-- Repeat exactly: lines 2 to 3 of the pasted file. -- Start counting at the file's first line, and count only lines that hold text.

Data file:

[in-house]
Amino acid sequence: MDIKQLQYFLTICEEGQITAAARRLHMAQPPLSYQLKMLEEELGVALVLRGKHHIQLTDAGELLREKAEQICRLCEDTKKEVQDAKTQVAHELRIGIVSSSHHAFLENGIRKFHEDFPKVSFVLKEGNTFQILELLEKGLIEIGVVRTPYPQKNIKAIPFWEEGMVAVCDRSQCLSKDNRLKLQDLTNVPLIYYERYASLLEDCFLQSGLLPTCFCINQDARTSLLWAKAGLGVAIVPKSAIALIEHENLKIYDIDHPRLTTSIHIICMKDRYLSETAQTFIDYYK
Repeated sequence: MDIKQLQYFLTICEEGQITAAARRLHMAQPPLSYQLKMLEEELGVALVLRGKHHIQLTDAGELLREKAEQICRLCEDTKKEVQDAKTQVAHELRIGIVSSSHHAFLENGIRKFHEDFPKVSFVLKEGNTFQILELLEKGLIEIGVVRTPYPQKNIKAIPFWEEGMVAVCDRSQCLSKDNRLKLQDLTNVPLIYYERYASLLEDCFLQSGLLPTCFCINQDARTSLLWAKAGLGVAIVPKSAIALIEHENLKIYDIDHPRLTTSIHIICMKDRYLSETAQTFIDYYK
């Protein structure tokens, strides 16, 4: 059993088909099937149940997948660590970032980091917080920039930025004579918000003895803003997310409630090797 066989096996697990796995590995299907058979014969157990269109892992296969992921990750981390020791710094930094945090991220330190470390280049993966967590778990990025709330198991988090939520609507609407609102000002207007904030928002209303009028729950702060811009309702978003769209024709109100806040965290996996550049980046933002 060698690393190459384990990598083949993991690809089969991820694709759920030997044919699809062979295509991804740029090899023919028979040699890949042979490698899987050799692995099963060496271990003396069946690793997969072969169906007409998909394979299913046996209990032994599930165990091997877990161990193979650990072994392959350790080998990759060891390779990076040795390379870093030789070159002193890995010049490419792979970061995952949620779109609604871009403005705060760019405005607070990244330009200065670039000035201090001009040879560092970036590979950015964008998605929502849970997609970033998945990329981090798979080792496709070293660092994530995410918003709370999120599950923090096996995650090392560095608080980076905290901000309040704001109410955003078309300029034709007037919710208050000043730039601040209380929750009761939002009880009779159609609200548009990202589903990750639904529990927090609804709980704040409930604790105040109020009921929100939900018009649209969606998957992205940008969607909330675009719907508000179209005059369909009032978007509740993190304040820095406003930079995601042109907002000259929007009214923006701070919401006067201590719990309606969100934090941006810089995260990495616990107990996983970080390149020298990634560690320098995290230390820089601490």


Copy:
Amino acid sequence: MDIKQLQYFLTICEEGQITAAARRLHMAQPPLSYQLKMLEEELGVALVLRGKHHIQLTDAGELLREKAEQICRLCEDTKKEVQDAKTQVAHELRIGIVSSSHHAFLENGIRKFHEDFPKVSFVLKEGNTFQILELLEKGLIEIGVVRTPYPQKNIKAIPFWEEGMVAVCDRSQCLSKDNRLKLQDLTNVPLIYYERYASLLEDCFLQSGLLPTCFCINQDARTSLLWAKAGLGVAIVPKSAIALIEHENLKIYDIDHPRLTTSIHIICMKDRYLSETAQTFIDYYK
Repeated sequence: MDIKQLQYFLTICEEGQITAAARRLHMAQPPLSYQLKMLEEELGVALVLRGKHHIQLTDAGELLREKAEQICRLCEDTKKEVQDAKTQVAHELRIGIVSSSHHAFLENGIRKFHEDFPKVSFVLKEGNTFQILELLEKGLIEIGVVRTPYPQKNIKAIPFWEEGMVAVCDRSQCLSKDNRLKLQDLTNVPLIYYERYASLLEDCFLQSGLLPTCFCINQDARTSLLWAKAGLGVAIVPKSAIALIEHENLKIYDIDHPRLTTSIHIICMKDRYLSETAQTFIDYYK